There is a family here and they are on their way to the beach. To Second Valley because their Grandpa and Nan live there. The boy has a yellow bucket, a bright pineapple yellow bucket with a crack in the side. He brings me the bucket so we can both examine the crack.
His parents are looking through the cooking books. His younger brother is swinging on a table leg and slowly eating a stick of pink liquorice. Outside the shop there is a service van with a phone ringing loudly into the warm air. The smaller boy nods his head twice to each ring.
The older child is asked if he has found a book. He answers that he doesn’t want one, he wants a starfish. For his bucket.
His mother asks him if perhaps he isn’t being sensible.
He tells me that at Second Valley there is a jetty and they will go under it and find stuff. And then they will go up on it. And then bomb off of it.
His mother asks him if he would like Magpie Island by Colin Thiele.
He tells me that he doesn’t need to even bring a towel because his Nan said not to. Because she already has one there for him that’s orange.
His Nan makes tomato sauce.
When is he on the beach he is going to get a starfish.
An the best thing about this beach is the jetty, underneath is cold, on the top is hot.
His parents call him to come and find a book, but he still doesn’t want one.
They are apologetic; they tell me that all he wants to do is go to the beach. But I remember living by the sea and near a jetty. When I lived across the road from the sea that jetty was miles away. I was five. It took ages to walk there. But last year when I went back the jetty was actually very close to where I lived. It had moved.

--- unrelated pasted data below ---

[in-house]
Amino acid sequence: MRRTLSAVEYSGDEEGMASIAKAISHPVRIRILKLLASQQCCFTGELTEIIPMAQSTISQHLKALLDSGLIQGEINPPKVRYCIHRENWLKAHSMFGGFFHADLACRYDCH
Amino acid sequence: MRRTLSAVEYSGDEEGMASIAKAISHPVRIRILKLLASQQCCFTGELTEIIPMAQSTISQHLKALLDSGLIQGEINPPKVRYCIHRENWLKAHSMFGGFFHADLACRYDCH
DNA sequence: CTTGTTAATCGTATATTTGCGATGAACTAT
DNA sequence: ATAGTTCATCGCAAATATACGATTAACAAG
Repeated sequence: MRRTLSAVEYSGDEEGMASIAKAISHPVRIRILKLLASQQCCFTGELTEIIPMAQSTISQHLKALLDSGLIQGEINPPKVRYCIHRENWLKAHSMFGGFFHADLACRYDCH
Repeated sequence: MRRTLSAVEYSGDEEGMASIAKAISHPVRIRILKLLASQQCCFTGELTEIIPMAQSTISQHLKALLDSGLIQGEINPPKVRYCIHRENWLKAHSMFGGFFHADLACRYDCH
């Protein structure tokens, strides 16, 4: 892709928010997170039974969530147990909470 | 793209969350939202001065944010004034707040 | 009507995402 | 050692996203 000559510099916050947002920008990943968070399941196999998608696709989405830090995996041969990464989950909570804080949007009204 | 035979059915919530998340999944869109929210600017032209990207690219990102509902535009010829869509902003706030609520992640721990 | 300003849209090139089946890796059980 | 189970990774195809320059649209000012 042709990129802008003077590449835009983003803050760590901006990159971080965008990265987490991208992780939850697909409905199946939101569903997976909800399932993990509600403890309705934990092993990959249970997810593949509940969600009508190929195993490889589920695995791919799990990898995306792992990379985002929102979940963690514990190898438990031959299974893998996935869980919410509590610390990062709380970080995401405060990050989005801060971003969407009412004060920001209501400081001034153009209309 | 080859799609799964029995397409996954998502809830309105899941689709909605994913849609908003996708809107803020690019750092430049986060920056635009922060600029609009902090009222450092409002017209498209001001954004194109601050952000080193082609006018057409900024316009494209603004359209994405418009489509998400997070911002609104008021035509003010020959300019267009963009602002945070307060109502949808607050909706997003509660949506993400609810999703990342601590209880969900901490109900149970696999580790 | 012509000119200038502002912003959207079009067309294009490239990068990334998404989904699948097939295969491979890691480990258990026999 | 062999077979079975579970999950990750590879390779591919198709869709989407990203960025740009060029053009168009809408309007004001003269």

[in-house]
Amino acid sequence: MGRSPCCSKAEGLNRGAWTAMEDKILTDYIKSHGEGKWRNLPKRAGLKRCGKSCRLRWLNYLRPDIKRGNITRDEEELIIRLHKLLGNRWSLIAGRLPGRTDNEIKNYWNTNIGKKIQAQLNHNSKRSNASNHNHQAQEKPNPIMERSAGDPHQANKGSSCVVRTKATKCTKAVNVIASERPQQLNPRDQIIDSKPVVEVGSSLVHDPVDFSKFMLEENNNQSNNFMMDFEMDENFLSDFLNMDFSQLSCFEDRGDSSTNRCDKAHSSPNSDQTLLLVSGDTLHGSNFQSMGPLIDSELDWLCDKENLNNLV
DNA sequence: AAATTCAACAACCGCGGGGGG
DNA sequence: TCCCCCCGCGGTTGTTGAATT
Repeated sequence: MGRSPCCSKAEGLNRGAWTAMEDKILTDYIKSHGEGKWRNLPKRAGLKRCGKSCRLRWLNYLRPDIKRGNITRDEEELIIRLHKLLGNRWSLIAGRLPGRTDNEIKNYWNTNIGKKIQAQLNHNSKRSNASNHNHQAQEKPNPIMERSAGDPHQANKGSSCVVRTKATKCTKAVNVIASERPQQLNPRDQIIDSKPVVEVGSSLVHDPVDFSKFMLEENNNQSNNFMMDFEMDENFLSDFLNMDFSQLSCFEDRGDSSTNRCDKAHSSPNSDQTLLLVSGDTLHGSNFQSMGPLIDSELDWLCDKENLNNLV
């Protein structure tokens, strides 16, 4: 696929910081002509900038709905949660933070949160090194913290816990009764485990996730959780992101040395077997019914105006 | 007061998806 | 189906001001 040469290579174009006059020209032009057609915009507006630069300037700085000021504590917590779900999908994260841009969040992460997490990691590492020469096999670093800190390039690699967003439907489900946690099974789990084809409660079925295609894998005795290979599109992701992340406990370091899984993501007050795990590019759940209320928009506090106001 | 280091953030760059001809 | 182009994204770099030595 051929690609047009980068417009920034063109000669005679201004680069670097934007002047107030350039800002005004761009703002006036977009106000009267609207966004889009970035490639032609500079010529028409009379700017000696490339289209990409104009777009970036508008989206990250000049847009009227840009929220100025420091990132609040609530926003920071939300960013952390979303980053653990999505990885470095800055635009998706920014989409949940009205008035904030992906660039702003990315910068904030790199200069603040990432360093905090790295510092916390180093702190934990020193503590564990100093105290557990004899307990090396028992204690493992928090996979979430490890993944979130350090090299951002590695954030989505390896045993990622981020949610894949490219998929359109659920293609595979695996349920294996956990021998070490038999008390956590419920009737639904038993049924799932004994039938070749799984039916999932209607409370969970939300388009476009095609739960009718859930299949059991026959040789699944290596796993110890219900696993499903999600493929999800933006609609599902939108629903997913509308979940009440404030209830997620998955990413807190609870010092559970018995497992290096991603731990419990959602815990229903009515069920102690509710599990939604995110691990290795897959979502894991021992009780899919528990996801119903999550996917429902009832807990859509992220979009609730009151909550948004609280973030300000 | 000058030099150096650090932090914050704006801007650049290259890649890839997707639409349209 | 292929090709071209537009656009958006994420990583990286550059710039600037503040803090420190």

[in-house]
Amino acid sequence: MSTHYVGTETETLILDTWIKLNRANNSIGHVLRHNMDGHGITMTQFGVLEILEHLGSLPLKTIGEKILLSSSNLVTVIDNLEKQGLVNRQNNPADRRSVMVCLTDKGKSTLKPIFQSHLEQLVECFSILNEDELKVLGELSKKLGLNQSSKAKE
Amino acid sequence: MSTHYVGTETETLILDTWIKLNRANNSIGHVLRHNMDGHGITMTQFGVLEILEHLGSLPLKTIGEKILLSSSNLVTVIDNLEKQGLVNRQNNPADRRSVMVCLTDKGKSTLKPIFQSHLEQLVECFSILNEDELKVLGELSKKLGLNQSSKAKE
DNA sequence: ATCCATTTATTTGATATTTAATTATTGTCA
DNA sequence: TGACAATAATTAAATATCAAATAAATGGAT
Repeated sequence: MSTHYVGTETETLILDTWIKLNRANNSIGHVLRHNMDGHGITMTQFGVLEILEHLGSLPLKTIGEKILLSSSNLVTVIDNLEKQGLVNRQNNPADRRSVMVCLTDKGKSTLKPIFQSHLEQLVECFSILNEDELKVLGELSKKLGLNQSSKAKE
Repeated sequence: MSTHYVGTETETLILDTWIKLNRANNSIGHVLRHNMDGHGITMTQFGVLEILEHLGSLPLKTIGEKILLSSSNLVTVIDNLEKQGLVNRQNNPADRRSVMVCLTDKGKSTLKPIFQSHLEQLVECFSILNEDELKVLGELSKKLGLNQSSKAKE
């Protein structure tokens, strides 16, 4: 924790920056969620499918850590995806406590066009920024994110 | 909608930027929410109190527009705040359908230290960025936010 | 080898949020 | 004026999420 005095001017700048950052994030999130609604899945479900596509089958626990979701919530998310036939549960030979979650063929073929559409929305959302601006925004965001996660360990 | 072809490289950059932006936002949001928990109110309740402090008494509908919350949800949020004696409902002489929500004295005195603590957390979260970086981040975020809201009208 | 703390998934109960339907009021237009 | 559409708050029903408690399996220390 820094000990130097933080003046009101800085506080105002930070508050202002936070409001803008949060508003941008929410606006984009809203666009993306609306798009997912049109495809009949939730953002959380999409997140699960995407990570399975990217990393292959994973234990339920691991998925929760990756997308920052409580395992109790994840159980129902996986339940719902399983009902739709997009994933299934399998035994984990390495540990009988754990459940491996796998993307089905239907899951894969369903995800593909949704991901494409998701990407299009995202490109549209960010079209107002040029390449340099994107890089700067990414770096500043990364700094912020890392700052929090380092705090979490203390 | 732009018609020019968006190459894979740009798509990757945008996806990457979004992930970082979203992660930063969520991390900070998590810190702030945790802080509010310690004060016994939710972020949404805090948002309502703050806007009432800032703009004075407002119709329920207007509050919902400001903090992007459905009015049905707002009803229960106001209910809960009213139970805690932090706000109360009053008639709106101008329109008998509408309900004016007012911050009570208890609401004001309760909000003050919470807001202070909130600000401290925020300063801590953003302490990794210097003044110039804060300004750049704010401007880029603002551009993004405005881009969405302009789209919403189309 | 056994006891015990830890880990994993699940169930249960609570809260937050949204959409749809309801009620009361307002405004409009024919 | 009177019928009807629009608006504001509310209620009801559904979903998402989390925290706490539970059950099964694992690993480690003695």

I remember the jetty, underneath it was cold, on the top it was hot. The hot planks smelled like fish all the time. There were always sand dunes smoking in the distance. Underneath the jetty, the hot sun came through in gold bars that broke everywhere, the water was deep, it was green glass and all the sounds were deep sounds; even the wood had a deep sound. When it got too cold you could climb up on the steps and sit on the wood that was now too hot. You could shut your eyes and see the heat in gold flecks on your eyelids. And hear the water and the salt and other kids and seagulls, and very faintly you could just hear Christmas. Then we would get up and walk back to the sand and go to the deli on the foreshore for mixed lollies.
The child is still telling me that he will get a starfish off of the jetty. His dad says maybe not and they needed to go now. And then they all left, with some books, the pineapple bucket and an anxious plan for a starfish.
Artwork by Debbie Mackinnon